If you like your student health insurance plan, you can’t keep itat least not at Ohio’s Franciscan University. This month, the Steubenville university became the first in a long line of colleges to reconsider its student health coverage after the President’s contraception-abortion pill mandate.
In an email to students, Franciscan explained the change. “W e will not participate in a plan that requires us to violate Catholic Church teaching on the sacredness of human life in the future. Due to these changes in regulation by the federal government, beginning with the 2012-13 school year, the University will no longer require that all full-time undergraduate students carry health insurance, will no longer offer a student health insurance plan, and will no longer bill those not covered under a parent/guardian plan or personal plan for student health insurance … These are challenging days for everyone as we strive to understand the Patient Protection and Affordable Care Act passed into law in 2010. If the federal regulations change in the future, we will re-visit this decision and determine whether a different course of action is appropriate. In the meantime, you need to be aware that this legislation does affect you…”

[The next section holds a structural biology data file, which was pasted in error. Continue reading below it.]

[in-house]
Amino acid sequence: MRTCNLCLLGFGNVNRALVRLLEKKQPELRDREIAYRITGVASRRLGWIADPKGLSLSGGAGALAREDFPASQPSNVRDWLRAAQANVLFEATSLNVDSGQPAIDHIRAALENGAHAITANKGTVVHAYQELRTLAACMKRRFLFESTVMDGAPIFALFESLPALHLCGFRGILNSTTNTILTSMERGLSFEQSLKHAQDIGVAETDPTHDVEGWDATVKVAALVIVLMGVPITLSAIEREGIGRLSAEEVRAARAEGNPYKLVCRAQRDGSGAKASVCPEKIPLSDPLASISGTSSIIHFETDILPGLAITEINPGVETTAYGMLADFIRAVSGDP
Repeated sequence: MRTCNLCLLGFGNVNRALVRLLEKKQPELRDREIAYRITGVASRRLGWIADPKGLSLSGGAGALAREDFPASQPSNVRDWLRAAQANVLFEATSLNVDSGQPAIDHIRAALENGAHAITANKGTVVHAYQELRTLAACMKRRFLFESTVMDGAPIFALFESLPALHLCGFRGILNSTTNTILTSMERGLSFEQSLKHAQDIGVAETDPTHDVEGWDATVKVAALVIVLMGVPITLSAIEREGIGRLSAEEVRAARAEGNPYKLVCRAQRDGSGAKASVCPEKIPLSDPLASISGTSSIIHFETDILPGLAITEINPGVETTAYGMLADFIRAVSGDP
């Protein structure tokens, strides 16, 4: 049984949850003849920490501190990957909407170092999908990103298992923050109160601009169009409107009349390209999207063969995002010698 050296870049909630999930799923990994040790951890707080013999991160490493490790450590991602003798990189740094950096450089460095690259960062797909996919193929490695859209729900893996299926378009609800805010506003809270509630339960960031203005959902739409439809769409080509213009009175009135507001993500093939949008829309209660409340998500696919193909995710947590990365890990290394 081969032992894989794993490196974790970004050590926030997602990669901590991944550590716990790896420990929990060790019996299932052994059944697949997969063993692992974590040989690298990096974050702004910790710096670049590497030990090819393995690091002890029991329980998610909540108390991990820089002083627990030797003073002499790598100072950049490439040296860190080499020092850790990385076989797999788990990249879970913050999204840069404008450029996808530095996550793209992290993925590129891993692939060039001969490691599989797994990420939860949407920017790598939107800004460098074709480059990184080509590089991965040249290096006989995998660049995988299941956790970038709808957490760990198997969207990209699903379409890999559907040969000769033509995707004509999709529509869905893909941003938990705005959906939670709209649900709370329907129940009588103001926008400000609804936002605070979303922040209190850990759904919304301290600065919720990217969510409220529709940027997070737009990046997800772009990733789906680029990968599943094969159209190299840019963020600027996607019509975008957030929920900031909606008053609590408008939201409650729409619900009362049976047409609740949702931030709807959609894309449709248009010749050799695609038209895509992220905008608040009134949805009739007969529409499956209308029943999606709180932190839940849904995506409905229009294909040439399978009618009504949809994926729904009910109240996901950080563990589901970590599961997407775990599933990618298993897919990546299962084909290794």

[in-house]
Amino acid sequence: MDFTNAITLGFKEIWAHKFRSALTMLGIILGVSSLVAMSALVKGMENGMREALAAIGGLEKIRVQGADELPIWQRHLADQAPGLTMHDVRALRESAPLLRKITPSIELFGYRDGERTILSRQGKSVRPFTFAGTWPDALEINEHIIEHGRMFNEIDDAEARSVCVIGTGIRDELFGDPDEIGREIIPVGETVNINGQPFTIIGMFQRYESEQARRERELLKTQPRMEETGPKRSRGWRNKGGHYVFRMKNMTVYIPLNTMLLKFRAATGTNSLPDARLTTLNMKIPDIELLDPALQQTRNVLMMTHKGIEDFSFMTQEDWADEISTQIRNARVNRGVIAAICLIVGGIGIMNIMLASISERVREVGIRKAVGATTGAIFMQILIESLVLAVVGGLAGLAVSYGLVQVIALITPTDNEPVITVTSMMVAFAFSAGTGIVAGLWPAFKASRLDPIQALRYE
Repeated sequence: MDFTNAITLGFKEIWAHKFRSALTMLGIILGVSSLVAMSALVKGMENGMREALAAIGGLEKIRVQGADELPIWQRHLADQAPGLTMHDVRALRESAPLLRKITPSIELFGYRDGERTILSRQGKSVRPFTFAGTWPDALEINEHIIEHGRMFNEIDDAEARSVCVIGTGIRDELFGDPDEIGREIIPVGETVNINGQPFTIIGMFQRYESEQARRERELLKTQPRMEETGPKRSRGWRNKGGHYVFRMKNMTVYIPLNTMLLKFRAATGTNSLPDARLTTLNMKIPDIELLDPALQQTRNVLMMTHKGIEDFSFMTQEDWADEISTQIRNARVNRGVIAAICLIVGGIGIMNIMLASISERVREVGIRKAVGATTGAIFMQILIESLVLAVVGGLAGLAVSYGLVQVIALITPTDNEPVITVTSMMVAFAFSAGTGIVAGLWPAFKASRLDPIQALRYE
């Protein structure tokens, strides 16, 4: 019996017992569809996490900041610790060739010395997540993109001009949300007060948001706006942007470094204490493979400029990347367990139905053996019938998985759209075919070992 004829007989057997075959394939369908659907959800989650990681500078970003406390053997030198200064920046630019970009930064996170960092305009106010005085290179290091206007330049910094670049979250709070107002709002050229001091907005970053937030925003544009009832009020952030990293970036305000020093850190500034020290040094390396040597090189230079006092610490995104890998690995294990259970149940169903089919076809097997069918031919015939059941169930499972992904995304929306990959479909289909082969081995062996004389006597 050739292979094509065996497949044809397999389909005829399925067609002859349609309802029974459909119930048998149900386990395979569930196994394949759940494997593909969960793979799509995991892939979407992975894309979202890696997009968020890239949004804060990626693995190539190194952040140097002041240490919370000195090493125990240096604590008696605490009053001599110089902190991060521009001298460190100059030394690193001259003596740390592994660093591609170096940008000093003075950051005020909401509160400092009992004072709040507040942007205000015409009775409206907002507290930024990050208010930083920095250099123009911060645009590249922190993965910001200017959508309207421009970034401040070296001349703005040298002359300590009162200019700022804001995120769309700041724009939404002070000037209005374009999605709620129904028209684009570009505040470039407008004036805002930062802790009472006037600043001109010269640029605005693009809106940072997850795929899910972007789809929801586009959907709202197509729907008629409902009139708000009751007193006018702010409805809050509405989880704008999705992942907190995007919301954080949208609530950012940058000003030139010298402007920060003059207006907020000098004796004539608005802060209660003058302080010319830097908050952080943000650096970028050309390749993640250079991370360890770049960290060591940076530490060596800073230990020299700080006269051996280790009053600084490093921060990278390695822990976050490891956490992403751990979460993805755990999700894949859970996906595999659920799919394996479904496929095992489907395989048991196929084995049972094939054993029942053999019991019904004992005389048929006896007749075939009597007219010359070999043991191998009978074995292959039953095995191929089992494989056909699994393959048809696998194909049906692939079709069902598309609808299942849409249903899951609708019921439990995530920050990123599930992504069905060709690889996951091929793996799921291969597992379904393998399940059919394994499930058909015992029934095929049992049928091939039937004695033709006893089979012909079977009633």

And it will affect plenty of families too. Policies like this one tend to have a domino effect, especially as students are forced to rely on their parents’ plans for the coverage they need. Franciscan may be the first campus casualty of the President’s war on religious freedom, but it won’t be the last. This is just a precursor of what’s to come as more schools weigh their options under the mandate. And for most of them, violating faith is no option at all.
Tony Perkins heads the Family Research Council. This article is excerpted from the Washington Update that he compiles for the FRC.
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